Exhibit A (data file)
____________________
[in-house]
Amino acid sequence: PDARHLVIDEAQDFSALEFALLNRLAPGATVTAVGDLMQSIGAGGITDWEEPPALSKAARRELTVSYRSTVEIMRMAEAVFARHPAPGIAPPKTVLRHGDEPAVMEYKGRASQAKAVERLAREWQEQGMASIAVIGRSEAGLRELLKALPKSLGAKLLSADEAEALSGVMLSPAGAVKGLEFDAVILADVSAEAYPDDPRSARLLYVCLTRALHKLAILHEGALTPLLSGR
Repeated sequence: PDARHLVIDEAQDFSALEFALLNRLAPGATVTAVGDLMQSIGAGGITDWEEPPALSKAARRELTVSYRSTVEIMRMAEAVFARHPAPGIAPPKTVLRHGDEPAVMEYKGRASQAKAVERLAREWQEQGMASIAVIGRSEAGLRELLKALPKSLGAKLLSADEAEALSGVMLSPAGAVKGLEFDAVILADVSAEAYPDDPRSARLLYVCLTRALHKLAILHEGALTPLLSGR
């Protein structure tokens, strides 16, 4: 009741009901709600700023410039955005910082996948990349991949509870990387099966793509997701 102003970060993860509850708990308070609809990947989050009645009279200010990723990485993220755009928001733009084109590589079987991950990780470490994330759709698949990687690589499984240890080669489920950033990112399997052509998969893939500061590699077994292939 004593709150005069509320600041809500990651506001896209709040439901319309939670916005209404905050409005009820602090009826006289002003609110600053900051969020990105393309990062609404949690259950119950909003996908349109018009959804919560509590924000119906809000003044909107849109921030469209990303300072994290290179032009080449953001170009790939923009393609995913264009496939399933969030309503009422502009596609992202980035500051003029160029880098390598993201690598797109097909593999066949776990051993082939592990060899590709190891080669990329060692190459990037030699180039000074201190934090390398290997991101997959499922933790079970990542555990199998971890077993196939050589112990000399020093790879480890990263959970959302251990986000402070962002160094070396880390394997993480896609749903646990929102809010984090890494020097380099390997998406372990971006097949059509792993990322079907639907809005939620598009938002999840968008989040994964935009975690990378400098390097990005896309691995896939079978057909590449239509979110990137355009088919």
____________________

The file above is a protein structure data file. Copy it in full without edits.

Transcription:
[in-house]
Amino acid sequence: PDARHLVIDEAQDFSALEFALLNRLAPGATVTAVGDLMQSIGAGGITDWEEPPALSKAARRELTVSYRSTVEIMRMAEAVFARHPAPGIAPPKTVLRHGDEPAVMEYKGRASQAKAVERLAREWQEQGMASIAVIGRSEAGLRELLKALPKSLGAKLLSADEAEALSGVMLSPAGAVKGLEFDAVILADVSAEAYPDDPRSARLLYVCLTRALHKLAILHEGALTPLLSGR
Repeated sequence: PDARHLVIDEAQDFSALEFALLNRLAPGATVTAVGDLMQSIGAGGITDWEEPPALSKAARRELTVSYRSTVEIMRMAEAVFARHPAPGIAPPKTVLRHGDEPAVMEYKGRASQAKAVERLAREWQEQGMASIAVIGRSEAGLRELLKALPKSLGAKLLSADEAEALSGVMLSPAGAVKGLEFDAVILADVSAEAYPDDPRSARLLYVCLTRALHKLAILHEGALTPLLSGR
């Protein structure tokens, strides 16, 4: 009741009901709600700023410039955005910082996948990349991949509870990387099966793509997701 102003970060993860509850708990308070609809990947989050009645009279200010990723990485993220755009928001733009084109590589079987991950990780470490994330759709698949990687690589499984240890080669489920950033990112399997052509998969893939500061590699077994292939 004593709150005069509320600041809500990651506001896209709040439901319309939670916005209404905050409005009820602090009826006289002003609110600053900051969020990105393309990062609404949690259950119950909003996908349109018009959804919560509590924000119906809000003044909107849109921030469209990303300072994290290179032009080449953001170009790939923009393609995913264009496939399933969030309503009422502009596609992202980035500051003029160029880098390598993201690598797109097909593999066949776990051993082939592990060899590709190891080669990329060692190459990037030699180039000074201190934090390398290997991101997959499922933790079970990542555990199998971890077993196939050589112990000399020093790879480890990263959970959302251990986000402070962002160094070396880390394997993480896609749903646990929102809010984090890494020097380099390997998406372990971006097949059509792993990322079907639907809005939620598009938002999840968008989040994964935009975690990378400098390097990005896309691995896939079978057909590449239509979110990137355009088919």